The Se-MoS2-NF samples present obviously enhanced HER activity compared with those of bulk MoS2, MoS2-FL, and MoS2-NF (Fig. 2a). The sample with Se doping content of 9.1% (Se(9.1)-MoS2-NF) exhibits the highest HER activity with overpotentials of 132, 187, and 224 mV at current densities of 10, 50, and 100 mA cm−2, respectively (Fig. 2b). The decrease in activity as the Se doping content exceeds 9.1% may be resulted from the significantly weakened adsorption of H* at the over-doped Mo-edge Se sites with much positive adsorption free energies (Supplementary Fig. 6). The slopes of linear part of the Tafel plots were used to investigate the HER mechanism over these catalysts. The introduction of Se atoms leads to slight decrease in the Tafel slope of MoS2 ranging from 75 to 80 mV dec−1, which indicates a Volmer–Heyrovsky mechanism (Supplementary Fig. 7). From the electrochemical impedance spectroscopy (EIS) of the electrode kinetics, the Nyquist plots (Supplementary Fig. 8 and Table 2) reveal a remarkable decrease in the charge-transfer resistance (Rct) from 44.1 Ω of the MoS2-NF to 11.6 Ω of the Se(9.1)-MoS2-NF, demonstrating the prominently improved interfacial electron-transfer kinetics over the Se(9.1)-MoS2-NF. Durability tests show that the HER performance of the Se(9.1)-MoS2-NF is well maintained for over 30 h at a current density of 10 mA cm−2, whereas those of the MoS2-NF and Pt/C (40 wt.%) drop rapidly (Supplementary Fig. 9). These results demonstrate the positive effect of Se doping in enhancing both the HER activity and stability of the MoS2.

Fig. 2: Electrocatalytic HER performances of the Se-MoS2-NF samples.

a HER polarization curves for the Se-MoS2-NF with different Se doping contents in comparison with those of bulk MoS2, MoS2-NF, and 40% Pt/C. b Variation of the overpotentials depending on the Se doping content at current densities of 10, 50, and 100 mA cm−2, respectively. All catalysts are drop-casted on glassy carbon electrode for HER measurements, which were conducted in a 0.5 M H2SO4 electrolyte at 25 °C.

Properties of Co/Se-codoped MoS2

Substituting the Mo with Co atoms can effectively activate the adjacent S atoms and improve markedly the HER performance over the MoS2 basal plane10,21,24. To combine the activating effect of Co-doping with the effect of Se-doping in enriching the edges and boosting the HER activity, we designed a series of Co/Se-codoped MoS2 nanofoam (Co/Se-MoS2-NF) to study the synergistic interplay between the dual-elements codoping.

The TEM (Supplementary Fig. 10) and SEM (Supplementary Fig. 11) images show that the Co/Se-MoS2-NF possesses a similar morphology with that of the Se-MoS2-NF, containing assemble of small-sized MoS2 nano-flakes with abundant edges as presented in the HRTEM images (Supplementary Fig. 12). No nanoparticles or large clusters were observed in the TEM and HRTEM images of the Co/Se-MoS2-NF. The HAADF-STEM and corresponding EDX mappings (Fig. 3a) demonstrate the well-dispersion of Co and Se atoms in the structure. This is also confirmed by the XRD analysis showing no other diffraction peaks of Co- or Se-related crystal phases until the Co-doping content reaches 12.2% or more (Supplementary Fig. 13). In addition, the Co K-edge EXAFS characterizations indicate that the Co atoms in the Co/Se-MoS2-NF are mainly coordinated by S atoms and the Co–S bond in Co/Se-MoS2-NF is shorter compared with that of the standard CoS sample (Fig. 3g). A Co–Se bond (2.54 Å) is notably longer than a Co–S bond (2.41 Å) according to our DFT calculations but is not observed, which indicates that CoSe phase should not be formed. Besides, the Co valence state in the Co/Se-MoS2-NF is totally different from those of the Co foil, Co3O4, and CoS standard samples and falls in between those of the CoS and Co3O4 standard samples (Fig. 3g and Supplementary Fig. 14). Combined with the EXAFS results, it demonstrates that the Co atoms are covalently confined into the MoS2 lattice rather than being adsorbed on the surface or forming non-MoS2 hetero-phases such as CoS, CoSe, and Co3O4. Atomic-resolution HAADF-STEM imaging of a monolayer Co/Se-MoS2-NF shows the embedment of Co atoms with a lower contrast at the Mo site and Se atoms being obviously brighter at the S site (Fig. 3b), as confirmed by simulated HAADF-STEM image in Fig. 3c. The Co atom is further identified by using atomic-resolution electron energy loss spectroscopy (EELS), which shows the feature peaks of L2 and L3 edges of the Co atom at the site A with lower contrast (Fig. 3c). Distribution of Co and Se atoms being adjacent or separated to each other were observed in the HAADF-STEM image according to the contrast analysis (Fig. 3d), and were confirmed by the simulated HAADF-STEM images and the line intensity profiles (Fig. 3e, f).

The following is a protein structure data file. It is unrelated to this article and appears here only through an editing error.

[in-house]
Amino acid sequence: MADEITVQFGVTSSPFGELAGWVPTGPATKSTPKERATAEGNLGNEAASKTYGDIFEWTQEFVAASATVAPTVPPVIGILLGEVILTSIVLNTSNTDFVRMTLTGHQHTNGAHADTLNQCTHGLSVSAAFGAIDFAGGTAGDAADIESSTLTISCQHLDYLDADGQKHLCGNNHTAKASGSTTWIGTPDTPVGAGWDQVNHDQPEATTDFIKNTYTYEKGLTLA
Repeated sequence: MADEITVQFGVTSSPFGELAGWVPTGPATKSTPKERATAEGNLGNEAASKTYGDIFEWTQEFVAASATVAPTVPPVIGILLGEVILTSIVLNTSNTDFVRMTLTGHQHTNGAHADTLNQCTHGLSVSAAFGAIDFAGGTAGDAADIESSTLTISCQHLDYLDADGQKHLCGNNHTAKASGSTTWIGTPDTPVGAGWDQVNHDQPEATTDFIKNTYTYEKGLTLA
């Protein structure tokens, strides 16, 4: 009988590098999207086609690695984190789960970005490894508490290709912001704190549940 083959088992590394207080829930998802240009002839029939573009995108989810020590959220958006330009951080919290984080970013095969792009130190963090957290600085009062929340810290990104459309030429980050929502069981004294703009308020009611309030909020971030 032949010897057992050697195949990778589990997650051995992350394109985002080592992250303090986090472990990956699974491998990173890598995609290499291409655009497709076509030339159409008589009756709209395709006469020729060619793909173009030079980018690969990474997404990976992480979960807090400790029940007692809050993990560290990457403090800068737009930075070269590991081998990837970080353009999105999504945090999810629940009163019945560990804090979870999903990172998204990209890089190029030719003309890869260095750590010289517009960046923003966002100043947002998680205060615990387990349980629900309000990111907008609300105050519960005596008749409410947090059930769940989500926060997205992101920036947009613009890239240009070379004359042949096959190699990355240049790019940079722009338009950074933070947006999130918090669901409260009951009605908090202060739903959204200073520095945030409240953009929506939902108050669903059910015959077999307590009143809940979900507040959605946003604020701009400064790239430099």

Fig. 3: Structural and electronic properties of the Co/Se-doped MoS2 nanofoam (Co/Se-MoS2-NF).